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Cancer Genome Characterization Initiative

Visit the database of genomic characterization data for multiple tumor types.

All About the GLS Tool


The GLS Tool is a gene expression tool for a single cDNA library or a group of libraries. First it finds all the expressed genes in the one or more libraries that meet the chosen criteria of organism and library characteristics. Then it "summarizes" or organizes these genes based on a selected field. Finally, it classifies them into unique and non-unique, and known and unknown.

What to Put In the Search Fields

Search Field Options
Organism Select "Homo sapiens" or "Mouse" from the drop down box.
Library Group There are three options:
  • Keep the default setting of "CGAP Libraries" to search only CGAP libraries.
  • Select MGC libraries (The Mammalian Gene Collection).
  • Select all EST libraries, which include both subsets of CGAP and MGC libraries.
Tissue Type Keep the default setting of "Any" to search all tissue types, or select one specific tissue.
Tissue Preparation Keep the default setting "Any" that includes all library preparation methods listed in Tissue Preparation Overview, or choose one specific method.
Tissue Histology Keep the default setting "Any" that includes normal, pre-cancerous, and cancer histology, or select a specific histology.
Library Protocol Keep the default setting "Any" that includes all library protocol methods. The protocols listed below the line are CGAP specific protocols described in cDNA Library Protocols Overview.
Library Name With all of the above settings at default, enter the exact name of a CGAP or MGC library, e.g., NCI_CGAP_Pr1 or NIH_MGC_50.
Summarize results bySelect one of the five criteria to summarize the results based on this criterion. See "Summarizing the Results" below.

Examples of GLS Queries

Because of the many combinations of library criteria and result formats, the investigator can analyze tissues and libraries from many vantage points. Below are a few examples:

  • Select "prostate" and "cancer" to generate a list of unique genes that may be potential markers for prostate cancer and would be useful on a microarray.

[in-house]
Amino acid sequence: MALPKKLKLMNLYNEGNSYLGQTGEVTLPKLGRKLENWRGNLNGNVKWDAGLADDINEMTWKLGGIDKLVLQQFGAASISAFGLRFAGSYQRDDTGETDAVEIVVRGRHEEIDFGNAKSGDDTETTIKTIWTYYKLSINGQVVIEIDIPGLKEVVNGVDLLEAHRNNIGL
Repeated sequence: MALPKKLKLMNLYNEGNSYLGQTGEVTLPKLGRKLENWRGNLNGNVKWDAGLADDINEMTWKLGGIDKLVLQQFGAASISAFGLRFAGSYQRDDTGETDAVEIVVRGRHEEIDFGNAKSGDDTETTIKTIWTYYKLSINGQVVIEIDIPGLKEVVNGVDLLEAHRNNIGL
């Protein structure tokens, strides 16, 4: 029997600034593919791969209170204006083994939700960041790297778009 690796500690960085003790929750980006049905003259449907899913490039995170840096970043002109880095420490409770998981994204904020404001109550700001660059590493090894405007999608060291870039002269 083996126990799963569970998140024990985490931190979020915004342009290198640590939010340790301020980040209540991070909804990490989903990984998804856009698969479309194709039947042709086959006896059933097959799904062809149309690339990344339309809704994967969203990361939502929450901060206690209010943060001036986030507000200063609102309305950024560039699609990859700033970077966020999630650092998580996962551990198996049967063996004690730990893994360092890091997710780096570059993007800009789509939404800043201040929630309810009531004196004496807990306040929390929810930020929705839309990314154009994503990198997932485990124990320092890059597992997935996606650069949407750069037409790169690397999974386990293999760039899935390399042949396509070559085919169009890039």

• Select mouse and NCI_CGAP_Mam6 to find the unique genes in this one library.
  • Compare the gene expression in "normalized" libraries from colon cancer with "non-normalized" colon cancer - are there differences?

Summarizing the Results

The expressed genes found by GLS may be "summarized" using five different criteria: tissue, histology, tissue preparation, library protocol, and library name, each of which takes the same pool of genes and places each unique and non-unique gene in the appropriate, differently labeled "bin". In the example below, the tool has summarized the human CGAP prostate libraries each way as an example. Using UniGene Build 127, the results appear as follows, summarized by:

a) Tissue

Subset Libraries Sequences Unique Genes Non-Unique Genes
KnownUnknown KnownUnknown
All prostate tissue19692925101765865423
Prostate tissue1969292 5101765865423

b) Histology

Subset Libraries Sequences Unique Genes Non-Unique Genes
KnownUnknown KnownUnknown
All histologies19692925101765865423

c) Tissue preparation

Subset Libraries Sequences Unique Genes Non-Unique Genes
KnownUnknown KnownUnknown
All preparations19692925101765865423
Cell line22878117940178

d) Library protocol

Subset Libraries Sequences Unique Genes Non-Unique Genes
KnownUnknown KnownUnknown
All protocols19692925101765865423
Krizman protocol 11331261130434301912
Soares non-
Soares normalized18559111527981343
Soares subtracted124301251548603592
Stratagene non-normalized338931231268269

e) Library name

Subset Libraries Sequences Unique Genes Non-Unique Genes
KnownUnknown KnownUnknown
All names19692925101765865423

Analyzing the Results

  • A "Unique" gene is one found only in a group of libraries and a "Non-Unique" gene is seen in at least one other library group.
  • A "Known" gene has an identified name and function and an "Unknown" gene does not.
  • The results are always returned with the UniGene Build number. Since UniGene is rebuilt every two or three weeks, gene clusters may disappear or ESTs may be grouped in new clusters as more ESTs enter the database.
  • The first line of each results table is "all", which is not necessarily the sum of the numbers in each gene column.
  • In the above example, the results for the same 19 libraries are summarized in five different ways, changing the groupings of unique and non-unique genes. Thus, both library criteria and the way the results are organized are important factors in each analysis.

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